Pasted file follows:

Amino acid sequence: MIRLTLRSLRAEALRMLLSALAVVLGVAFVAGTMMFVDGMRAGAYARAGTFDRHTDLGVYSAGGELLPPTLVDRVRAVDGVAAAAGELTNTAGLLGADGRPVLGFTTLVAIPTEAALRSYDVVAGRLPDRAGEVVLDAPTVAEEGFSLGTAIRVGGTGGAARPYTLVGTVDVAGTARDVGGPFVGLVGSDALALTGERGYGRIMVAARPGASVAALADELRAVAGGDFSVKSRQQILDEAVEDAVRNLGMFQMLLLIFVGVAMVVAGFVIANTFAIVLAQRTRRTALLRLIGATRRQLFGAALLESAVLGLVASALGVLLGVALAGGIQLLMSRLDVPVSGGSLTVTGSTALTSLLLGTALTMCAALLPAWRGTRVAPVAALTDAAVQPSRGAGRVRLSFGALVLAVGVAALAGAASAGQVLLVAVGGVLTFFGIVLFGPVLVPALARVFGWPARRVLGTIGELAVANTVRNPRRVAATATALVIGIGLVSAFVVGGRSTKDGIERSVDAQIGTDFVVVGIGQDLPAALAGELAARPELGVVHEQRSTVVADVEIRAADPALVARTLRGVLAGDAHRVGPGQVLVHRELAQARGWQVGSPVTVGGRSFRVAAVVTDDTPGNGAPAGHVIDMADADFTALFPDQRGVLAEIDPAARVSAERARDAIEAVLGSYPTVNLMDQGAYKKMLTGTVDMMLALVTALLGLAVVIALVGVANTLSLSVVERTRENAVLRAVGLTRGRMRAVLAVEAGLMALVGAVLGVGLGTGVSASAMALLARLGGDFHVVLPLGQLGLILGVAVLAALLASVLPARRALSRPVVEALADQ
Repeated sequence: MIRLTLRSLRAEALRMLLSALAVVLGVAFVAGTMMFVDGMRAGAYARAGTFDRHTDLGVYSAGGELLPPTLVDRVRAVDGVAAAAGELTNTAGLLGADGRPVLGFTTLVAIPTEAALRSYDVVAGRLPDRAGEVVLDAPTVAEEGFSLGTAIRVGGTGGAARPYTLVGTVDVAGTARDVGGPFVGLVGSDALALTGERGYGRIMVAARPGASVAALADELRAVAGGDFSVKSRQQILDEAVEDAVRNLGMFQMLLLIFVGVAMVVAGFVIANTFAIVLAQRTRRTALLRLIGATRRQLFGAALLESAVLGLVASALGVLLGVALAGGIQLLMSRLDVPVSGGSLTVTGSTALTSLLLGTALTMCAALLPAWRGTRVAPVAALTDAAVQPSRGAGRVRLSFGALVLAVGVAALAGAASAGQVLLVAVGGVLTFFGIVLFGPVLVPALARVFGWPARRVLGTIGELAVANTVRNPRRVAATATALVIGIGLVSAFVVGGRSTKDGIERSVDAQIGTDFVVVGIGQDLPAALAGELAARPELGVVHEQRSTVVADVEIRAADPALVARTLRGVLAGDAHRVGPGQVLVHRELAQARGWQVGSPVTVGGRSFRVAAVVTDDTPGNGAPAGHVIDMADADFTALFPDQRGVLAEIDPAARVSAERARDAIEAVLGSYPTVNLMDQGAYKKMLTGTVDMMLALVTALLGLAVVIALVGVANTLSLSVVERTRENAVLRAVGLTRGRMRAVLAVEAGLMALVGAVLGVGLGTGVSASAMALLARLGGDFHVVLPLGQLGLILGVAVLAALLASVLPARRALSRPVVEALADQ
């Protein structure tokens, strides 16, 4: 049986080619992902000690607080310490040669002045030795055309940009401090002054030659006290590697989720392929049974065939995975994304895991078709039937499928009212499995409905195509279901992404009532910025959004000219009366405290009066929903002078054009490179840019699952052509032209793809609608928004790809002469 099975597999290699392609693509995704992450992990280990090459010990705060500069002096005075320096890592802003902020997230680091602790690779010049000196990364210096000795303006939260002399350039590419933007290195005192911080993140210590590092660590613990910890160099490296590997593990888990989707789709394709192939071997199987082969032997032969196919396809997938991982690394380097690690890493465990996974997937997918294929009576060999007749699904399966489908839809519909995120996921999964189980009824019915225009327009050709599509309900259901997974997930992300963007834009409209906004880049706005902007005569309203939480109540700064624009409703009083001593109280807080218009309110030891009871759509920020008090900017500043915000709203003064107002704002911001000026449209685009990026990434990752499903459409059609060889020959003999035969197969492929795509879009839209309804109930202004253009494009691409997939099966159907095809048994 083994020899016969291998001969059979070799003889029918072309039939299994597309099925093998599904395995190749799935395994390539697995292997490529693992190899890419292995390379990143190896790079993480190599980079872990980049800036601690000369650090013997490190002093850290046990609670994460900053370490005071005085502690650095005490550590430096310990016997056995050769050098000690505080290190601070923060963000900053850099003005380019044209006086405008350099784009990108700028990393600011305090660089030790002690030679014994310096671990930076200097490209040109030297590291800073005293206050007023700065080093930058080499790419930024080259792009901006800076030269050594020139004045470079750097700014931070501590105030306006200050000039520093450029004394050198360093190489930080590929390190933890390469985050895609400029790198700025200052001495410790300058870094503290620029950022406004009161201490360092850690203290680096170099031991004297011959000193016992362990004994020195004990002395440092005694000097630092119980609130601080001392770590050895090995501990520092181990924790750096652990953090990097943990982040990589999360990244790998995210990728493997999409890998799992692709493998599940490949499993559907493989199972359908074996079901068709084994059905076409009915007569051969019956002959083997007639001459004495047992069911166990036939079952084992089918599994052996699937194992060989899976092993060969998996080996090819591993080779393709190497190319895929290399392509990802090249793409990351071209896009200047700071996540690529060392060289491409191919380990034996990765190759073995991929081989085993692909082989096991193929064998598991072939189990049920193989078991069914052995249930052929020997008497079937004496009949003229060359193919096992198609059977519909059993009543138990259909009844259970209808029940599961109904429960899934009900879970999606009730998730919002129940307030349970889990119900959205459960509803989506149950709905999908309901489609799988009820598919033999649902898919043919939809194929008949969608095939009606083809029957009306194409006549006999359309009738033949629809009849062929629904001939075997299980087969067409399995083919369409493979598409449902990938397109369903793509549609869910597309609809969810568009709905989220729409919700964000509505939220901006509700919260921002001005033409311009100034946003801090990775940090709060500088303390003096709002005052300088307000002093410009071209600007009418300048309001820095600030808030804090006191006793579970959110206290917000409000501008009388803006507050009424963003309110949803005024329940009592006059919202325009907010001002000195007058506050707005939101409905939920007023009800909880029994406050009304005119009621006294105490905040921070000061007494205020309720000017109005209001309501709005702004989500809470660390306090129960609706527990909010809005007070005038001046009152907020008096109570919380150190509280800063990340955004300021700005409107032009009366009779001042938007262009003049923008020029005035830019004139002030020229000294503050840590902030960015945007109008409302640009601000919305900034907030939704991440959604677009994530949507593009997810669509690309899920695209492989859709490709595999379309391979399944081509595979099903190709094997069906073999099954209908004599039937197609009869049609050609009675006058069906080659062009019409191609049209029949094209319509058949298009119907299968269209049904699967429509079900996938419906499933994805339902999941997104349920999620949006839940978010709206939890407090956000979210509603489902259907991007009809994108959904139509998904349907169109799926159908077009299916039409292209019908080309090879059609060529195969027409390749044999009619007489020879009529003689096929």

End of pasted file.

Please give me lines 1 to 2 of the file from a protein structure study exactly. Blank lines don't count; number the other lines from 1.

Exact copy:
Amino acid sequence: MIRLTLRSLRAEALRMLLSALAVVLGVAFVAGTMMFVDGMRAGAYARAGTFDRHTDLGVYSAGGELLPPTLVDRVRAVDGVAAAAGELTNTAGLLGADGRPVLGFTTLVAIPTEAALRSYDVVAGRLPDRAGEVVLDAPTVAEEGFSLGTAIRVGGTGGAARPYTLVGTVDVAGTARDVGGPFVGLVGSDALALTGERGYGRIMVAARPGASVAALADELRAVAGGDFSVKSRQQILDEAVEDAVRNLGMFQMLLLIFVGVAMVVAGFVIANTFAIVLAQRTRRTALLRLIGATRRQLFGAALLESAVLGLVASALGVLLGVALAGGIQLLMSRLDVPVSGGSLTVTGSTALTSLLLGTALTMCAALLPAWRGTRVAPVAALTDAAVQPSRGAGRVRLSFGALVLAVGVAALAGAASAGQVLLVAVGGVLTFFGIVLFGPVLVPALARVFGWPARRVLGTIGELAVANTVRNPRRVAATATALVIGIGLVSAFVVGGRSTKDGIERSVDAQIGTDFVVVGIGQDLPAALAGELAARPELGVVHEQRSTVVADVEIRAADPALVARTLRGVLAGDAHRVGPGQVLVHRELAQARGWQVGSPVTVGGRSFRVAAVVTDDTPGNGAPAGHVIDMADADFTALFPDQRGVLAEIDPAARVSAERARDAIEAVLGSYPTVNLMDQGAYKKMLTGTVDMMLALVTALLGLAVVIALVGVANTLSLSVVERTRENAVLRAVGLTRGRMRAVLAVEAGLMALVGAVLGVGLGTGVSASAMALLARLGGDFHVVLPLGQLGLILGVAVLAALLASVLPARRALSRPVVEALADQ
Repeated sequence: MIRLTLRSLRAEALRMLLSALAVVLGVAFVAGTMMFVDGMRAGAYARAGTFDRHTDLGVYSAGGELLPPTLVDRVRAVDGVAAAAGELTNTAGLLGADGRPVLGFTTLVAIPTEAALRSYDVVAGRLPDRAGEVVLDAPTVAEEGFSLGTAIRVGGTGGAARPYTLVGTVDVAGTARDVGGPFVGLVGSDALALTGERGYGRIMVAARPGASVAALADELRAVAGGDFSVKSRQQILDEAVEDAVRNLGMFQMLLLIFVGVAMVVAGFVIANTFAIVLAQRTRRTALLRLIGATRRQLFGAALLESAVLGLVASALGVLLGVALAGGIQLLMSRLDVPVSGGSLTVTGSTALTSLLLGTALTMCAALLPAWRGTRVAPVAALTDAAVQPSRGAGRVRLSFGALVLAVGVAALAGAASAGQVLLVAVGGVLTFFGIVLFGPVLVPALARVFGWPARRVLGTIGELAVANTVRNPRRVAATATALVIGIGLVSAFVVGGRSTKDGIERSVDAQIGTDFVVVGIGQDLPAALAGELAARPELGVVHEQRSTVVADVEIRAADPALVARTLRGVLAGDAHRVGPGQVLVHRELAQARGWQVGSPVTVGGRSFRVAAVVTDDTPGNGAPAGHVIDMADADFTALFPDQRGVLAEIDPAARVSAERARDAIEAVLGSYPTVNLMDQGAYKKMLTGTVDMMLALVTALLGLAVVIALVGVANTLSLSVVERTRENAVLRAVGLTRGRMRAVLAVEAGLMALVGAVLGVGLGTGVSASAMALLARLGGDFHVVLPLGQLGLILGVAVLAALLASVLPARRALSRPVVEALADQ